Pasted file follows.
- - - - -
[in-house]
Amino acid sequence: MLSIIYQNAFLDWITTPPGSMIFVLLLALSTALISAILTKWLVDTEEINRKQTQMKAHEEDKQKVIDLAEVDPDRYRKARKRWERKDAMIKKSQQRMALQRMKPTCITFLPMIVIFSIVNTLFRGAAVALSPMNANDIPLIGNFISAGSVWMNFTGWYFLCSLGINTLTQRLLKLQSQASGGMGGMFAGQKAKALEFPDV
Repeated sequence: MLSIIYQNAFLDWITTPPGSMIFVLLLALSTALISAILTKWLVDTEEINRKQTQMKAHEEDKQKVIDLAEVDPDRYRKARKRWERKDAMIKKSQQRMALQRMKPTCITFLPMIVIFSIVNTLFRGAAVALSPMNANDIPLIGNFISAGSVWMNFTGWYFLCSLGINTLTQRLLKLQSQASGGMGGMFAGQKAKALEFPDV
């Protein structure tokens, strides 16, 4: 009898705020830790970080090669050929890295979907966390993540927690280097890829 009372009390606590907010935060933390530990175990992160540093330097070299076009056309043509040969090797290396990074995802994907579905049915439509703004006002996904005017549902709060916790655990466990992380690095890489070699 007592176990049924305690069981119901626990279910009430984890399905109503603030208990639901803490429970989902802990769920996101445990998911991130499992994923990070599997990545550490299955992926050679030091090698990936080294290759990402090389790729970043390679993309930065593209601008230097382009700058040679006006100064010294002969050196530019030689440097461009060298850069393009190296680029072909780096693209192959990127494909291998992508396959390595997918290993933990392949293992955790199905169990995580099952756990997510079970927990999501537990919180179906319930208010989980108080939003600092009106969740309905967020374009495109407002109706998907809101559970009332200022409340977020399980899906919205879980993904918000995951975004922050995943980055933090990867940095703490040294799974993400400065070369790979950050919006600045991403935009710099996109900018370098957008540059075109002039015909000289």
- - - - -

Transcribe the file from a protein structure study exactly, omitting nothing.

[in-house]
Amino acid sequence: MLSIIYQNAFLDWITTPPGSMIFVLLLALSTALISAILTKWLVDTEEINRKQTQMKAHEEDKQKVIDLAEVDPDRYRKARKRWERKDAMIKKSQQRMALQRMKPTCITFLPMIVIFSIVNTLFRGAAVALSPMNANDIPLIGNFISAGSVWMNFTGWYFLCSLGINTLTQRLLKLQSQASGGMGGMFAGQKAKALEFPDV
Repeated sequence: MLSIIYQNAFLDWITTPPGSMIFVLLLALSTALISAILTKWLVDTEEINRKQTQMKAHEEDKQKVIDLAEVDPDRYRKARKRWERKDAMIKKSQQRMALQRMKPTCITFLPMIVIFSIVNTLFRGAAVALSPMNANDIPLIGNFISAGSVWMNFTGWYFLCSLGINTLTQRLLKLQSQASGGMGGMFAGQKAKALEFPDV
């Protein structure tokens, strides 16, 4: 009898705020830790970080090669050929890295979907966390993540927690280097890829 009372009390606590907010935060933390530990175990992160540093330097070299076009056309043509040969090797290396990074995802994907579905049915439509703004006002996904005017549902709060916790655990466990992380690095890489070699 007592176990049924305690069981119901626990279910009430984890399905109503603030208990639901803490429970989902802990769920996101445990998911991130499992994923990070599997990545550490299955992926050679030091090698990936080294290759990402090389790729970043390679993309930065593209601008230097382009700058040679006006100064010294002969050196530019030689440097461009060298850069393009190296680029072909780096693209192959990127494909291998992508396959390595997918290993933990392949293992955790199905169990995580099952756990997510079970927990999501537990919180179906319930208010989980108080939003600092009106969740309905967020374009495109407002109706998907809101559970009332200022409340977020399980899906919205879980993904918000995951975004922050995943980055933090990867940095703490040294799974993400400065070369790979950050919006600045991403935009710099996109900018370098957008540059075109002039015909000289």